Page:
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Does stake size matter for cooperation and punishment?

  • Kocher, Martin G.
  • Martinsson, Peter
  • Visser, Martine

The effects of stake size on cooperation and punishment are investigated using a public goods experiment. We find that an increase in stake size does neither significantly affect cooperation nor the level of punishment.

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Paper provided by University of Munich, Department of Economics in its series Munich Reprints in Economics with number 18191.

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Date of creation: 2008
Date of revision:
Publication status: Published in Economics Letters 3 99(2008): pp. 508-511
Handle: RePEc:lmu:muenar:18191
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  1. Herrmann Benedikt & Simon Gachter, 2006. "The limits of self-governance in the presence of spite: Experimental evidence from urban and rural russia," Artefactual Field Experiments 00048, The Field Experiments Website.
  2. Camerer, Colin F & Hogarth, Robin M, 1999. "The Effects of Financial Incentives in Experiments: A Review and Capital-Labor-Production Framework," Journal of Risk and Uncertainty, Springer, vol. 19(1-3), pages 7-42, December.
  3. Anderson, Christopher M. & Putterman, Louis, 2006. "Do non-strategic sanctions obey the law of demand? The demand for punishment in the voluntary contribution mechanism," Games and Economic Behavior, Elsevier, vol. 54(1), pages 1-24, January.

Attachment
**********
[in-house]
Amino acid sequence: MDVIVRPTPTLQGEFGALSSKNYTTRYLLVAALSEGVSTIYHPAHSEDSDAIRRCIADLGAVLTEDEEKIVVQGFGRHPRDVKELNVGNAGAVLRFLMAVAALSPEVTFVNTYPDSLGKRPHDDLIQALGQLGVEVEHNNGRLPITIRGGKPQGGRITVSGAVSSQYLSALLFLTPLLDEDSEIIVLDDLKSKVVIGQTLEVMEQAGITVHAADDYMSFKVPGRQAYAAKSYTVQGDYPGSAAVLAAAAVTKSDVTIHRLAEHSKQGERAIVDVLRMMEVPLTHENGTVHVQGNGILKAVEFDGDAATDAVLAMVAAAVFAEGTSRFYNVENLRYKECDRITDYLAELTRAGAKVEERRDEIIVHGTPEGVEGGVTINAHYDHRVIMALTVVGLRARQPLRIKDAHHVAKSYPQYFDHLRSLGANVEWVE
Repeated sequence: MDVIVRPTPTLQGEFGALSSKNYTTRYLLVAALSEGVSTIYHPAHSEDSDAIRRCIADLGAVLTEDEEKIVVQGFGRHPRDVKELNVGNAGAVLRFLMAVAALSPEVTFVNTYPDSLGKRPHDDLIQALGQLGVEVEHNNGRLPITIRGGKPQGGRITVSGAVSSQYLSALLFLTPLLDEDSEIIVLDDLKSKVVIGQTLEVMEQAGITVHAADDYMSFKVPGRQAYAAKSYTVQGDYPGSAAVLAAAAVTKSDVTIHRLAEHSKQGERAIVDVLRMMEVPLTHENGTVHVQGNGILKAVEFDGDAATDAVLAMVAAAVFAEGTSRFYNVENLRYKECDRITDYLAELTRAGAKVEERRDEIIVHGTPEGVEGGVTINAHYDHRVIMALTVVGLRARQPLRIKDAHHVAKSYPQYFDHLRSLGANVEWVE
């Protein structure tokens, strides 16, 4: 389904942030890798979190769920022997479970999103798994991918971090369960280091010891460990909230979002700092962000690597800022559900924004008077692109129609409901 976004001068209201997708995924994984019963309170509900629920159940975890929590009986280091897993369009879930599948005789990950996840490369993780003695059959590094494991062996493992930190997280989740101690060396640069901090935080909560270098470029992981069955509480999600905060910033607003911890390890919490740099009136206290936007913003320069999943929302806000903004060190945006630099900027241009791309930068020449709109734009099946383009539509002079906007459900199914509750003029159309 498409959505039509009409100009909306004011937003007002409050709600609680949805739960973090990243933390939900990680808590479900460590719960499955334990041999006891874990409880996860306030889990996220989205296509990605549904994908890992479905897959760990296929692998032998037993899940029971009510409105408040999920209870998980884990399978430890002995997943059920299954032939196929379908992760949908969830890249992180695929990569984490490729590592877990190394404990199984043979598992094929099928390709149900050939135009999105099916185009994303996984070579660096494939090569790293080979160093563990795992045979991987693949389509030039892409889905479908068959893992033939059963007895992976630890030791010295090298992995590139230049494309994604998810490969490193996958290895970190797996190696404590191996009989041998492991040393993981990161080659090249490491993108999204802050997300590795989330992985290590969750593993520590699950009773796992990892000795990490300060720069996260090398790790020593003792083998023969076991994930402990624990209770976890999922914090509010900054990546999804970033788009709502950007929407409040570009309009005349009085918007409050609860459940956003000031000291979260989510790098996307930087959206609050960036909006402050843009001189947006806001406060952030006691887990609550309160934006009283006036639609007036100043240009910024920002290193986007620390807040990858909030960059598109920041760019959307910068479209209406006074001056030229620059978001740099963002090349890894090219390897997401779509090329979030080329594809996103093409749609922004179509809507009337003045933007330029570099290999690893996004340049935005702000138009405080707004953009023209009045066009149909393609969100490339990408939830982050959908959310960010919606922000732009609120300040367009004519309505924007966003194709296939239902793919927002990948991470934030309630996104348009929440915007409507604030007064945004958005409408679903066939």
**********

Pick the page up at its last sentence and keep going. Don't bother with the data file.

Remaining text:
4. Johansson-Stenman, Olof & Mahmud, Minhaj & Martinsson, Peter, 2005. "Does stake size matter in trust games?," Economics Letters, Elsevier, vol. 88(3), pages 365-369, September.
  5. Simon Gachter & Ernst Fehr, 2000. "Cooperation and Punishment in Public Goods Experiments," American Economic Review, American Economic Association, vol. 90(4), pages 980-994, September.
  6. Felix Oberholzer-Gee & Joel Waldfogel, 2003. "Social Learning and Coordination in High-Stakes Games: Evidence from Friend or Foe," CREMA Working Paper Series 2003-01, Center for Research in Economics, Management and the Arts (CREMA).
  7. Gachter, Simon & Herrmann, Benedikt & Thoni, Christian, 2004. "Trust, voluntary cooperation, and socio-economic background: survey and experimental evidence," Journal of Economic Behavior & Organization, Elsevier, vol. 55(4), pages 505-531, December.
  8. Carpenter, Jeffrey & Verhoogen, Eric & Burks, Stephen, 2005. "The effect of stakes in distribution experiments," Economics Letters, Elsevier, vol. 86(3), pages 393-398, March.
  9. Carpenter, Jeffrey P., 2007. "The demand for punishment," Journal of Economic Behavior & Organization, Elsevier, vol. 62(4), pages 522-542, April.
  10. Lisa Cameron, 1995. "Raising the Stakes in the Ultimatum Game: Experimental Evidence From Indonesia," Working Papers 724, Princeton University, Department of Economics, Industrial Relations Section..
  11. Clark, Kenneth & Sefton, Martin, 2001. "The Sequential Prisoner's Dilemma: Evidence on Reciprocation," Economic Journal, Royal Economic Society, vol. 111(468), pages 51-68, January.
  12. James M. Walker & Matthew A. Halloran, 2004. "Rewards and Sanctions and the Provision of Public Goods in One-Shot Settings," Experimental Economics, Springer, vol. 7(3), pages 235-247, October.
  13. Smith, Vernon L & Walker, James M, 1993. "Rewards, Experience and Decision Costs in First Price Auctions," Economic Inquiry, Western Economic Association International, vol. 31(2), pages 237-45, April.
  14. Robert Slonim & Alvin E. Roth, 1998. "Learning in High Stakes Ultimatum Games: An Experiment in the Slovak Republic," Econometrica, Econometric Society, vol. 66(3), pages 569-596, May.
  15. Charles A. Holt & Susan K. Laury, 2002. "Risk Aversion and Incentive Effects," American Economic Review, American Economic Association, vol. 92(5), pages 1644-1655, December.
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